2 - 3:58:24 - Veniamin Soldatenko (SOV)
 3 - 4:00:46 - Larry Young (USA)
17 - 4:22:52 - William Weigle (USA)
21 - 4:28:43 - Alex Oakley (CAN)
27 - 4:36:07 - Steve Hayden (USA)
DNF - Karl-Heinz Merschenz (CAN)

1976 - MONTREAL - African nations boycotted these Games over New Zealand having played rugby in South Africa.
 
Men's 20K Race Walk
 1 - 1:24:40* - Daniel Bautista Rocha (MEX)
 2 - 1:25:13 - Hans-Georg Reimann (GDR)
 3 - 1:25:29 - Peter Frenkel (GDR)
20 - 1:33:27 - Ronald Laird (USA)
22 - 1:34:19 - Larry Walker (USA)
23 - 1:34:34 - Marcel Jobin (CAN)
29 - 1:36:37 - Todd Scully (USA)
33 - 1:41:37 - Pat Farrelly (CAN)
35 - 1:44:09 - Alex Oakley (CAN)

1980 - MOSCOW - The U.S. and Canada boycotted these Games to protest the Soviet invasion of Afghanistan. The U.S. team was to include Jim Heiring, Todd Scully and Larry Walker (20K); and Marco Evoniuk, Dan O'Conner and Carl Schueler (50K).
 
Men's 20K Race Walk
1 - 1:23:35* - Maurizio Damilano (ITA)
2 - 1:24:45 - Pyotr Pochinchuk (SOV)
3 - 1:25:58 - Roland Wieser (GDR)
7 - 1:28:36 - Bohdan Bulakowski POL
Men's 50K Race Walk
1 - 3:49:24* - Hartwig Gauder (GDR)
2 - 3:51:25 - Jorge Liopart (SPA)
3 - 3:56:32 - Yevgeny Ivchenko (SOV)

1984 - LOS ANGELES - In retaliation for the 1980 U.S. boycott, the Soviets boycotted these games. For the first time in Olympic history, not one walker was disqualified for improper technique.
 
Men's 20K Race Walk
 1 - 1:23:13* - Ernesto Canto (MEX)
 2 - 1:23:20 - Raul Gonzalez (MEX)
 3 - 1:23:26 - Maurizio Damilano (ITA)
 4 - 1:24:29 - Guillaume Leblanc (CAN)
 7 - 1:25:42 - Marco Evoniuk (USA)
11 - 1:27:06 - Francois Lapointe (CAN)
19 - 1:29:49 - Marcel Jobin (CAN)
23 - 1:30:20 - Jim Heiring (USA)
33 - 1:35:12 - Dan O'Connor (USA)
Men's 50K Race Walk
 1 - 3:47:26* - Raul Gonzalez (MEX)
 2 - 3:53:19 - Bo Gustafsson (SWE)
 3 - 3:53:45 - Alessandro Bellucci (ITA)
 6 - 3:59:46 - Carl Schueler (USA)
14 - 4:22:51 - Vincent O'Sullivan (USA)
DNF - Marco Evoniuk (USA)
DNF - Marcel Jobin (CAN)
DNF - Guillaume Leblanc (CAN)
DQ - Francois Lapointe (CAN)

1988 - SEOUL - The speed of race walkers improved dramatically. In the 20K, 17 walkers beat the 1984 Olympic record. In the 50K, 11 walkers beat the 1984 record.
 
Men's 20K Race Walk
 1 - 1:19:57* - Jozef Pribilinec (CZE)
 2 - 1:20:00 - Ronald Weigel (GDR)
 3 - 1:20:14 - Maurizio Damilano (ITA)
10 - 1:21:29 - Guillaume Leblanc (CAN)
36 - 1:27:26 - Gary Morgan (USA)
37 - 1:27:30 - Jim Heiring (USA)
44 - 1:31:00 - Tim Lewis (USA)
Men's 50K Race Walk
 1 - 3:38:29* - Vyacheslav Ivanenko (SOV)
 2 - 3:38:56 - Ronald Weigel (GDR)
 3 - 3:39:45 - Hartwig Gauder (GDR)
14 - 3:48:15 - Francois Lapointe (CAN)
22 - 3:56:55 - Marco Evoniuk (USA)
23 - 3:56:55 - Carl Schueler (USA)T
34 - 4:12:49 - Andy Kaestner (USA)

1992 - BARCELONA - TV used freeze-framing to repeatedly point out "lifting" not called by the judges. Women participated in the Olympic race walks for the first time.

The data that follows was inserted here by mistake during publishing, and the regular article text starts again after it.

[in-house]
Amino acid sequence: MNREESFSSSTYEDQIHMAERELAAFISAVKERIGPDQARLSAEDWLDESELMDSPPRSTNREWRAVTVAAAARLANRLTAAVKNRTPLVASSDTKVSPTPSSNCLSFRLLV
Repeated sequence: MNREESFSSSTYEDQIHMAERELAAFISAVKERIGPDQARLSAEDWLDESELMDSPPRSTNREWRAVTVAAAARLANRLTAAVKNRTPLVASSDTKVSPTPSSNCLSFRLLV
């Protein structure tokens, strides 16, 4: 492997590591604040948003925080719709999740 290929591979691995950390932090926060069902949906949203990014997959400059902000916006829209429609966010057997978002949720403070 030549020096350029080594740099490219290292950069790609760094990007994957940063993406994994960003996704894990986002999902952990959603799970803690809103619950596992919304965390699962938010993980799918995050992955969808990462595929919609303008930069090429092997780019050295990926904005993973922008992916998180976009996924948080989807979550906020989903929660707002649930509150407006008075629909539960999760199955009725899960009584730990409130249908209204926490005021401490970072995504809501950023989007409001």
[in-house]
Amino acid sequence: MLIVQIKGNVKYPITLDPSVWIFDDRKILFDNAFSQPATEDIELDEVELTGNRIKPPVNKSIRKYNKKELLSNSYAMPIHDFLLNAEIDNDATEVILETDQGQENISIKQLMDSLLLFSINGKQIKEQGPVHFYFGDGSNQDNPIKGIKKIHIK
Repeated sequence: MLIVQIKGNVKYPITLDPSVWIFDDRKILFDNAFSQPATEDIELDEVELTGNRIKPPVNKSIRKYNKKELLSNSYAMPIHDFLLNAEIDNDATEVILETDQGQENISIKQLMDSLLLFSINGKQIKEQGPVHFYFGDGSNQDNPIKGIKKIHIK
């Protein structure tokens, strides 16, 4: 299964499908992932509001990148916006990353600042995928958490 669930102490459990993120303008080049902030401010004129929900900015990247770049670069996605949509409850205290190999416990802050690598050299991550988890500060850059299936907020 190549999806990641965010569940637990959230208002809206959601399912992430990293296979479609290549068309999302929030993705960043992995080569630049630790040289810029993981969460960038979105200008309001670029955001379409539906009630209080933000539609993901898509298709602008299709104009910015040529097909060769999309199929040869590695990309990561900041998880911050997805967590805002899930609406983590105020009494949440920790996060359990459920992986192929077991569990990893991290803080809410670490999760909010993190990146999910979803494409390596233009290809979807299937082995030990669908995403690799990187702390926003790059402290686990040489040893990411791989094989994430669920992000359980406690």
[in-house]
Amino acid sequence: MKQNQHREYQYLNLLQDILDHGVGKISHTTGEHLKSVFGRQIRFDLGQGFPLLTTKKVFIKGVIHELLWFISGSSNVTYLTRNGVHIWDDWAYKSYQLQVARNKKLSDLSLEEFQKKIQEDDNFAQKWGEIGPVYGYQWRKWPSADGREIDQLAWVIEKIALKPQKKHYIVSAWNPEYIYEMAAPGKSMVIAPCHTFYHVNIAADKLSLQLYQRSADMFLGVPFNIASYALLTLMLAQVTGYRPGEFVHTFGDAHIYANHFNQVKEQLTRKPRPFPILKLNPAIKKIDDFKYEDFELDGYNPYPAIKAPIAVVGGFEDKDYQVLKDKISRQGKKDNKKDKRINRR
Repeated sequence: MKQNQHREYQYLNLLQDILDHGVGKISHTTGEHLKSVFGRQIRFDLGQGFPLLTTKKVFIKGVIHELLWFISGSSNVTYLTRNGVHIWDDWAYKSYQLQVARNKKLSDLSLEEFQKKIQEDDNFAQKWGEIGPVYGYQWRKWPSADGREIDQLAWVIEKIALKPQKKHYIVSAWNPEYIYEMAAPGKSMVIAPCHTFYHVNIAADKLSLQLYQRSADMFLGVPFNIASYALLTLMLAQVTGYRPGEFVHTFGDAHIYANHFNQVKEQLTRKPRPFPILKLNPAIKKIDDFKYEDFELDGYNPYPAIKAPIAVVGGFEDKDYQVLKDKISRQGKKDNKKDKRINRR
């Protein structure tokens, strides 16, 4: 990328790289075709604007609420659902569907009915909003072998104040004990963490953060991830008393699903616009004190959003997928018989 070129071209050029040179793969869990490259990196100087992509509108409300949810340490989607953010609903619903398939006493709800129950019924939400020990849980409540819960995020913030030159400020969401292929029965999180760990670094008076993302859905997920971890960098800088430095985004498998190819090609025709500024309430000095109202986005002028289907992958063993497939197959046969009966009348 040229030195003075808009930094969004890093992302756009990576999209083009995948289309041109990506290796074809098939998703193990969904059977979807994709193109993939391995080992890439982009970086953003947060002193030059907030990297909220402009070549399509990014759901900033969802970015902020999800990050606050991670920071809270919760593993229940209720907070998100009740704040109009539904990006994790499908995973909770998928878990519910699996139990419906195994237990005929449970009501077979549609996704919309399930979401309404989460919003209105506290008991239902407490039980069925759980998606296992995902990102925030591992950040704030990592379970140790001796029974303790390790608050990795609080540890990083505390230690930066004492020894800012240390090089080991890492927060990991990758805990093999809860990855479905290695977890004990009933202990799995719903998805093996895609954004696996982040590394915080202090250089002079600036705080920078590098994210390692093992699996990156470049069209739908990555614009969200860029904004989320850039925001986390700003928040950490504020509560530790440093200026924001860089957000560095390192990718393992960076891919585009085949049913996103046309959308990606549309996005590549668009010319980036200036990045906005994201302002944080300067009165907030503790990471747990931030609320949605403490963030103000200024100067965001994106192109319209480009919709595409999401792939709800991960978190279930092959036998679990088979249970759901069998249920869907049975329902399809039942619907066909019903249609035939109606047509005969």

Women's 10K Race Walk
 1 - 44:32 - Chen Yueling (CHN)
 2 - 44:33 - Elena Nikolayeva (EUN)
 3 - 44:41 - Li Chunxiu (CHN)
20 - 46:45 - Michelle Rohl (USA)
21 - 46:50 - Tina Poitras (CAN)
25 - 48:05 - Janice McCaffrey (CAN)
26 - 48:23 - Debbi Lawrence (USA)
27 - 48:26 - Victoria Herazo (USA)
29 - 49:14 - Pascale Grand (CAN)
Men's 20K Race Walk
 1 - 1:21:45 - Daniel Plaza (ESP)
 2 - 1:22:25 - Guillaume LeBlanc (CAN)
 3 - 1:23:11 - Giovanni de Benedictis (ITA)
14 - 1:28:25 - Tim Berrett (CAN)
30 - 1:35:12 - Allen James (USA)
 
Men's 50K Race Walk
 1 - 3:50:13 - Andrey Perlov (EUN)
 2 - 3:52:09 - Carlos Mercenario (MEX)
 3 - 3:53:45 - Ronald Weigel (GER)
23 - 4:13:38 - Carl Schueler (USA)
33 - 4:25:49 - Herman Nelson (USA)
DNF - Marco Evoniuk (USA)
DQ - Tim Berrett (CAN)
DQ - Guillaume Leblanc (CAN)

1996 - ATLANTA
 
Women's 10K Race Walk
 1 - 41:49 - Yelena Nikolayeva (RUS)
ace wal  2 - 42:12 - Elisabetta Perrone (ITA)
 3 - 42:19 - Yan Wang (CHN)
14 - 44:29 - Michelle Rohl (USA)
20 - 45:32 - Debbi Lawrence (USA)
25 - 45:47 - Janice McCaffrey (CAN)
32 - 46:51 - Tina Poitras (CAN)
DQ - Victoria Herazo (USA)
Men's 20K Race Walk
 1 - 1:20:07 - Jefferson Perez (ECU)
 2 - 1:20:16 - Ilya Markov (RUS)
 3 - 1:20:23 - Bernardo Segura (MEX)
36 - 1:27:15 - Martin St. Pierre (CAN)
42 - 1:28:28 - Arturo Huerta (CAN)
50 - 1:32:11 - Curt Clausen (USA)
 
Men's 50K Race Walk
 1 - 3:43:30 - Robert Korzeniowski (POL)
 2 - 3:43:46 - Mikhail Shchennikov (RUS)
 3 - 3:44:19 - Valentin Massana (ESP)
10 - 3:51:28 - Tim Berrett (CAN)
24 - 4:01:18 - Allen James (USA)
26 - 4:03:13 - Andrzej Chylinski (USA)
DQ - Herm Nelson (USA)

2000 - SYDNEY - Robert Korzeniowski of Poland made Olympic history by winning both the 20K and 50K race walks. Women began racing at the 20K distance. Yueling Chen, who won the gold medal for China in the inaugural women's 10K race walk at Barcelona in 1992, became an American citizen and raced for the United States at Sydney.
 
Women's 20K Race Walk
 1 - 1:29:05 - Liping Wang (CHN)
 2 - 1:29:33 - Kjersti Tysse-Plätzer (NOR)
 3 - 1:30:23 - Maria Vasco (ESP)
17 - 1:34:26 - Michelle Rohl (USA)
38 - 1:39:36 - Yueling Chen (USA)
44 - 1:47:20 - Debbi Lawrence (USA)
DQ - Janice McCaffrey (CAN)
Men's 20K Race Walk
 1 - 1:18:59 - Robert Korzeniowski (POL)
 2 - 1:19:03 - Noe Hernandez (MEX)
 3 - 1:19:27 - Vladimir Andreyev (RUS)
24 - 1:25:24 - Arturo Huerta (CAN)
26 - 1:25:29 - Tim Berrett (CAN)
40 - 1:30:32 - Tim Seaman (USA)
 
Men's 50K Race Walk
 1 - 3:42:22 - Robert Korzeniowski (POL)
 2 - 3:43:40 - Algars Fadejevs (LAT)
 3 - 3:44:36 - Joel Sanchez (MEX)
22 - 3:58:14 - Curt Clausen (USA)
28 - 4:03:05 - Philip Dunn (USA)
31 - 4:07:18 - Andrew Hermann (USA)
DQ - Tim Berrett (CAN)
DQ - Arturo Huerta (CAN)

2004 - ATHENS.
 

 
Women's 20K Race Walk
Men's 20K Race Walk
 
Men's 50K Race Walk

2008 - BEIJING.
 

 
Women's 20K Race Walk
Men's 20K Race Walk
 
Men's 50K Race Walk